There is a small reason to use more than one chain, and that has to do with how combos end. They can end in one of three ways, depending on the skill. One way is a "combo link", which replenishes a small amount of AP (required in varying amounts to perform different actions) and allows the current combo to continue. Another way is "switch", which causes the current character to swap out for the one in the back row, allowing that new character to continue the combo. Finally, "transform" is a technique available only to Neptune and the other CPUs, which causes them to change into a new form, increasing combat parameters.

   However, this means that there's only really ever any need to have, at most, three combos per character (easily bound to a series of three of the same buttons and then one other button). Even then, the switch command is rendered all but useless by the fact that, until the end of the game, there are only three characters in the battle party: Neptune, IF, and Compa. While one of these characters could be placed in the back row, it's largely unnecessary and likely unwise as well. Even at the end of the game, acquiring the other CPUs is not only optional, but requires a fair bit of additional grinding, meaning that most players probably won't ever make use of the switch command. The end result? Aside from Neptune, you'll simply be pressing the same four buttons over and over again throughout the game.

   The combat is made even worse by the completely mind-boggling healing system, which is quite possibly the single worst bit of game design I've ever encountered. Rather than allowing players to manually heal their characters, healing is performed automatically when characters use item skills that they learn over the course of the game. These item skills trigger based on three conditions. The first is a flat percentage that's determined by allocating item skill points. This can be anywhere from zero to one hundred, and is essentially used to perform a dice roll whenever the other two conditions occurs. The second condition for each skill is a simple, in-game trigger. These can be anything from when a character takes damage, when a character's turn begins, or when a character defends instead of attacking. Finally, each skill also requires a threshold to be reached, in most cases a health percentage. The simplest item skill will cause a character to heal themselves for 30% of their HP when they take damage and their HP is below 50%.

It looks a lot more complex than it actually is. It looks a lot more complex than it actually is.

   It might not sound that bad, but when you realize how this all ends up working together, the complete ridiculousness of it becomes readily apparent. More powerful item skills require lower and lower health thresholds to activate, and it's impossible to stack item skills with the same trigger: if a character has two item skills that trigger when she takes damage both at 100%, one that triggers at 50% HP and one that triggers at 30% HP, the weaker, 50% HP one will always activate instead of the stronger one, no matter how low her HP gets. Further, some skills actually manage to cancel each other out; if a character has a skill that causes her to heal for 30% HP whenever she take damage, and another one that causes her to heal for 50% HP when she defends if her HP is at 30% or lower, it is actually entirely impossible to ever activate the second skill, as her HP will never be below 30% without her being dead. As a cherry on top of this delectable sundae, it's impossible to heal outside of battle.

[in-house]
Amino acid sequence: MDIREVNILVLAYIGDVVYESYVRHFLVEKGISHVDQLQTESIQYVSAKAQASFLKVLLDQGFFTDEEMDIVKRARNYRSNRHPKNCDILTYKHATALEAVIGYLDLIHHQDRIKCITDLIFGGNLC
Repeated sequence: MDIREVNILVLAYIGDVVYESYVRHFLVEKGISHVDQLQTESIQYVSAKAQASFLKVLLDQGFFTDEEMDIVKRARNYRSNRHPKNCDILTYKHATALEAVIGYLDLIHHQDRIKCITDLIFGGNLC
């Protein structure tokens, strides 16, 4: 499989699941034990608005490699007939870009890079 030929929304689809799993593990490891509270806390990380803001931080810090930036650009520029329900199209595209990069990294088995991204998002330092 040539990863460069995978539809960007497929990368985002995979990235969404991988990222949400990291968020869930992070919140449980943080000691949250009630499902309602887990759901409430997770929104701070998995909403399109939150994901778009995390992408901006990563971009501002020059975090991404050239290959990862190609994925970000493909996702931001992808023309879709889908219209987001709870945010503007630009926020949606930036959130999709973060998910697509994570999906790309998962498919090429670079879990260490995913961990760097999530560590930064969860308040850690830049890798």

There's a wide array of other minor problems clogging the game. Travel between the four landmasses of Gamindustri can only be accomplished by traversing an admittedly short dungeon, a needless time-sink. Similarly, each character possess a dungeon skill that can be used for simple purposes, but these skills are all tied to completely meaningless timers that serve no purpose. The availability of weapons and armor for purchase is determined by character level, but there doesn't seem to be any sort of logical methodology to which levels, leaving certain characters without an upgrade for lengthy periods of time while others upgrade two or three times in the same period.

   Even visually the game isn't particularly impressive. Although the character designs are terrific and the slightly animated, high-definition character portraits are absolutely gorgeous, the 3D models are of rather poor quality and the dungeon designs are even worse, featuring repetitive, bland, and regularly recycled environments. Palette-swapped monsters are commonplace, and in general, the game's visual design reeks of laziness. Strangely, the game's musical score is quite the opposite. Many of the tracks are repeated far more often than they should, but the music is actually very good, catchy even. Coupled with the voicework, Hyperdimension Neptunia's audio is one of the few areas where it does relatively well for itself.

   It's honestly rather shocking how distinctly disparate the localization and actual game are in terms of quality. NISA really outdid themselves with Hyperdimension Neptunia, as it is an extremely verbose, story-heavy game, and it's sad that Compile Heart didn't live up to their end of the bargain. In the end, it's difficult to recommend staying away from Hyperdimension Neptunia, because despite its flaws, it may just be the most humorous title NISA's ever released. If you do decide to brave the world of Gamindustri, at least now you'll know what you're getting into.